At least some members of the business community appear to be softening their hard line stance against tax increases.
At the Minnesota Chamber of Commerce annual legislative session kickoff dinner Wednesday evening in St. Paul, the group of business leaders will be listening closely to hear how Gov. Mark Dayton and DFL legislative leaders will approach this year's budget.
The executive director of the Minnesota Business Partnership, Charlie Weaver, is no fan of tax hikes. For years, he has lobbied against higher taxes. But Weaver is also a realist and knows DFL control of the Legislature and the governor's office means things have changed.
"We're pragmatic enough to recognize the politics of the situation, but we just want to make sure that it's an informed decision when they do make the decision," Weaver said.
He says his organization, which is made up of more than 100 chief executives of Minnesota companies, is willing to concede that taxes will go up. Weaver's focus is now to ensure the tax hikes don't make Minnesota less competitive. He says requiring online retailers to collect sales taxes and expanding the sales tax to clothing are ideas his organization can back. He adds that the Business Partnership is opposed to Dayton's proposed income tax hike on top earners, but acknowledges it is likely to happen because it's a top priority for the governor.
"We hope to be at the table to talk about at what level. The governor may propose a 5 percent increase on the current level," Weaver said. "Maybe we're at the table saying that would make us number one in the country. Let's not do that."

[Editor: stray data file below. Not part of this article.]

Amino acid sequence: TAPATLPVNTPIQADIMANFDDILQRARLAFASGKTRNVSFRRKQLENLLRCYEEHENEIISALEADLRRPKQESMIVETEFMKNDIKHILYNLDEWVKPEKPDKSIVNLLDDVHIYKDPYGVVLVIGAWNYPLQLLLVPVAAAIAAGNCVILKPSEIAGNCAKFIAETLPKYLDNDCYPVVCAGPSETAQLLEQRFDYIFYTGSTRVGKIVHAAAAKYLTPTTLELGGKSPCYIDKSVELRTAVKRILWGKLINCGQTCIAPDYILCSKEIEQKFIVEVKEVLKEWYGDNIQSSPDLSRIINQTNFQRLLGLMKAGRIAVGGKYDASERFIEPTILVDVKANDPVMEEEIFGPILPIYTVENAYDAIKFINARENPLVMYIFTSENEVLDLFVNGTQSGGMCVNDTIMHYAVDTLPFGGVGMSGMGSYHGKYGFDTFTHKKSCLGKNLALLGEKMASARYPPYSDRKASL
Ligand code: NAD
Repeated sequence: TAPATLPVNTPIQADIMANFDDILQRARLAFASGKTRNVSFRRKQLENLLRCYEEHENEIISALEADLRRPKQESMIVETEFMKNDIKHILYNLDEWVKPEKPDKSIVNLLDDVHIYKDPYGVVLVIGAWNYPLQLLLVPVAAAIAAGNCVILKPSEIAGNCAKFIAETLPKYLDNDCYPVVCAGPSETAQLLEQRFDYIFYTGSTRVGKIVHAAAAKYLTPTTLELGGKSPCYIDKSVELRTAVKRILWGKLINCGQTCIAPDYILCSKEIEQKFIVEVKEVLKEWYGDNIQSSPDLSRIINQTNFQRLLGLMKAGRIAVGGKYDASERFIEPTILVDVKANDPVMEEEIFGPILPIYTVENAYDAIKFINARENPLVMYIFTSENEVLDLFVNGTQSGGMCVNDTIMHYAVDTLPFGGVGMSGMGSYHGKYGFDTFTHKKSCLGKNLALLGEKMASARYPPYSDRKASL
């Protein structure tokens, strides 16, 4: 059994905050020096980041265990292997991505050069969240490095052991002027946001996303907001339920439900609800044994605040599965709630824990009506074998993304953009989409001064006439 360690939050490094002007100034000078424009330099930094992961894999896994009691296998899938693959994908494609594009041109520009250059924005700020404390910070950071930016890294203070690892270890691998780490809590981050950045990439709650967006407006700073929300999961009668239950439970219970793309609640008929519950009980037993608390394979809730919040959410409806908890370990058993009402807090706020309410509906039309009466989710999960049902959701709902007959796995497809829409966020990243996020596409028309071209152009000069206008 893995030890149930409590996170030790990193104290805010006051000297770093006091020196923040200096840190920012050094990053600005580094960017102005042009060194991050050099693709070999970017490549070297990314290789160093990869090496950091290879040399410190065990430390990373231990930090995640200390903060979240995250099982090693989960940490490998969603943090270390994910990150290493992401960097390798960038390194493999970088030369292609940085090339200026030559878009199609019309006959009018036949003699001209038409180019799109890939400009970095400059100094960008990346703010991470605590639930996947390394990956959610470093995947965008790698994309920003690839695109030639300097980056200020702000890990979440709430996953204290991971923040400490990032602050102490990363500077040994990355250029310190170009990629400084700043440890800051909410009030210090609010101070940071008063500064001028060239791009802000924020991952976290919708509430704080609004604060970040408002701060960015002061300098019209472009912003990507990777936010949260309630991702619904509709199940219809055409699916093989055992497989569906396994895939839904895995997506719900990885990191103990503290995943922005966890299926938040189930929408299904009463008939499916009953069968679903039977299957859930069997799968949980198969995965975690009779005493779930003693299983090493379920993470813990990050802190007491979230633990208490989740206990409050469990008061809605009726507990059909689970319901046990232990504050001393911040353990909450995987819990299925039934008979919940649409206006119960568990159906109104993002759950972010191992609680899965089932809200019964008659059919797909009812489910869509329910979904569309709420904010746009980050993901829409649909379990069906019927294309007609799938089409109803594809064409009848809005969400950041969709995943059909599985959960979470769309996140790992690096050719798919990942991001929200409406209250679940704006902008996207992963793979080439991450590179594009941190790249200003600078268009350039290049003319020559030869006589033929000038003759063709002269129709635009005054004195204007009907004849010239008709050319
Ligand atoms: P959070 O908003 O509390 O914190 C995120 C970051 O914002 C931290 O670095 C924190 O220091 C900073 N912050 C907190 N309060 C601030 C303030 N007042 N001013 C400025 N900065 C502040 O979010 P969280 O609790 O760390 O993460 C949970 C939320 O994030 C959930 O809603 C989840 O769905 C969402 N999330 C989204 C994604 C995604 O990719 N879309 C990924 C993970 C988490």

While Weaver and the Minnesota Business Partnership seem to concede the fact that taxes will rise, the state's other large business group isn't yet. Laura Bordelon with the Minnesota Chamber of Commerce said Dayton and lawmakers need to prove they are willing to make significant spending cuts before considering tax hikes.
"We are not at this point looking at tax increases as a way to go. We are looking at the whole structure and how to make it competitive," Bordelon said. "We want to have that conversation as part of a whole tax-reform discussion rather than simply a revenue-raising discussion."
Kathy Tunheim, CEO of a public relations company and a senior adviser to the governor on the economy and job creation, said Dayton is committed to making the cost of government more predictable, which means he will propose a sustainable and fair budget that includes spending cuts and tax increases.
"This isn't about more taxes. It's about making the math work and making sure, like any business person understands, you have to be able to balance these things if you want it to be predictable," Tunheim said.
DFL House Speaker Paul Thissen said he will continue to reach out to the business community to discuss higher taxes.
"We're going to need them at the table just as we're going to need everybody. We're going to need farmers; we're going to need employees, ordinary citizens," Thissen said. "We're going to need everybody to pitch in and come up with the right solution."
Thissen also emphasized there will be spending cuts to help erase a budget deficit projected to be $1.1 billion.
Republican Rep. Greg Davids of Preston said Democrats will be on their own when it comes to raising taxes. Davids said Republicans will vote against any tax hikes and work to highlight the DFL votes for tax increases in the next election.
"I guess what we need to look at is how do we minimize the damage until two years from now and we come back in a majority in the Minnesota House of Representatives and clean up the mess that they made," Davids said.
The governor is expected to release his tax overhaul and budget by Jan. 22. DFL legislative leaders say they will wait until March before they release their budget proposal.
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